Saturday, July 21, 2007

Memorable death addendum #2

A few months ago, we ran a list of the 20 Most Unforgettable Death Scenes of All Time over at Screengrab. This one didn't end up getting posted because Bilge wanted all of the entries to include video of the death scene in question. Unfortunately, he wasn't able to rustle up this one in time. Too bad, because it's frickin' amazing. Since I have no such standards (and I'm not exactly sure how to post video anyway) here it is for your enjoyment. Don't say I never did anything for you.

John Cassavetes, The Fury

Understand that I don’t condone violence simply for violence’s sake.
When a character the audience doesn’t care for one way or another gets killed, it doesn’t really make much of an impression, no matter how creative the death. But there’s something to be said about a hateful villain finally getting his comeuppance, especially the cathartic charge that comes when he gets it real tasty. So it is with Cassavetes in Brian DePalma’s THE FURY. Cassavetes plays Childress, a renegade government agent who kidnaps partner Kirk Douglas’ telepathic son (played by Andrew Stevens) in order to develop his talents as a weapon. On top of that, he tries to have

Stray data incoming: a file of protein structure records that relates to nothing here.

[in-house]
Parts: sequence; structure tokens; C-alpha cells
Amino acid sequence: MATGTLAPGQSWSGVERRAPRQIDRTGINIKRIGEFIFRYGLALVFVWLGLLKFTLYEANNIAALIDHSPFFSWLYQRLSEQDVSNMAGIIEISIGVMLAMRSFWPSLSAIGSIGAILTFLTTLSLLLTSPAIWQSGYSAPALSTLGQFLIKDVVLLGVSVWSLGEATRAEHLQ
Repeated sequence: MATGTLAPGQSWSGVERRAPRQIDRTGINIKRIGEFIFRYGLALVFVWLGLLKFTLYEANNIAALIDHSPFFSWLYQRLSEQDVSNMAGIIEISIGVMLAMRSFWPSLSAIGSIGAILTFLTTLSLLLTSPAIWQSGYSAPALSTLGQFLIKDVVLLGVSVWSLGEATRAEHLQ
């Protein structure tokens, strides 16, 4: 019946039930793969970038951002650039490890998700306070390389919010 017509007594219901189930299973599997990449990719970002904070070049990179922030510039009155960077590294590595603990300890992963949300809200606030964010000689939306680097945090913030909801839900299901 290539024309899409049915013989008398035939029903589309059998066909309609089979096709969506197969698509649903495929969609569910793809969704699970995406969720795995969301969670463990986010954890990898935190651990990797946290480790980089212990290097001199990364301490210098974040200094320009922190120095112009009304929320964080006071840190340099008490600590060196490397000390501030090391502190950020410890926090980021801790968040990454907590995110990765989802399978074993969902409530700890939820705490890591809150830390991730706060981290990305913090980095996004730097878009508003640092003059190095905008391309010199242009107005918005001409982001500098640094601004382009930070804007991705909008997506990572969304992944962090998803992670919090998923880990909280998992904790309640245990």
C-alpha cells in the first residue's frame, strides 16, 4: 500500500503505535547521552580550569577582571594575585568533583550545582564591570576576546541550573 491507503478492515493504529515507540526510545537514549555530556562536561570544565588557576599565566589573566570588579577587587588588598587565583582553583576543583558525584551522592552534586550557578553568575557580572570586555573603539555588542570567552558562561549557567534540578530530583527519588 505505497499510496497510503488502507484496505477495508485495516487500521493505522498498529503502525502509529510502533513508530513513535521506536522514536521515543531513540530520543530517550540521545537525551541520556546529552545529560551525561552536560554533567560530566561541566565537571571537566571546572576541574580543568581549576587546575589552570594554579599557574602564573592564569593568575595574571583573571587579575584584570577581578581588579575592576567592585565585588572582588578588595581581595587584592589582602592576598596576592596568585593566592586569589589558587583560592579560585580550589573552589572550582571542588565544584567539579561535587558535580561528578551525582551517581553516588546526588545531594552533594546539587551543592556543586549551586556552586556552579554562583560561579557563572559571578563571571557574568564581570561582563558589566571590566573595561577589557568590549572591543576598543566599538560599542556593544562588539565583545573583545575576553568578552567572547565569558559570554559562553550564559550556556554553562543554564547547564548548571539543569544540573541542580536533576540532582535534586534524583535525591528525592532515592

Douglas killed so that Stevens can see him, which in turn gets used to heighten the son’s rage. In fact, Childress has a hand (the other has been rendered useless by Douglas) in most of the deaths in THE FURY, up to and including both Douglas and Stevens. That’s right- Childress is a real piece of work, one of the most despicable characters in any of DePalma’s films.

In the film’s final scene, Childress tries to comfort another telepath, played by Amy Irving, who had a psychic connection with Stevens and witnessed the unspeakable tests and experiments that were performed on him by Childress and his team of doctors. He tries to get her on his side, but she’s having nothing of it, unleashing all of her psychic wrath upon him. First he begins bleeding profusely from his eye sockets, stumbling around the room in total blindness, and then he begins convulsing violently. But Childress only gets his just desserts when Irving delivers the final telepathic death blow, causing him to explode, the pieces of his remains splattering all over the room like half-cooked meat. “Don’t judge me too harshly,” Cassavetes implores Irving just before she takes her revenge. Fat chance- we think he more or less got what was coming to him. DePalma, true to form, doesn’t skimp on the gory details, showing the explosion from about a dozen angles, including an overhead shot so that we see Childress’ head flying up into the camera; knowing there’s nowhere he could possibly go from there, DePalma simply cuts to the credits.

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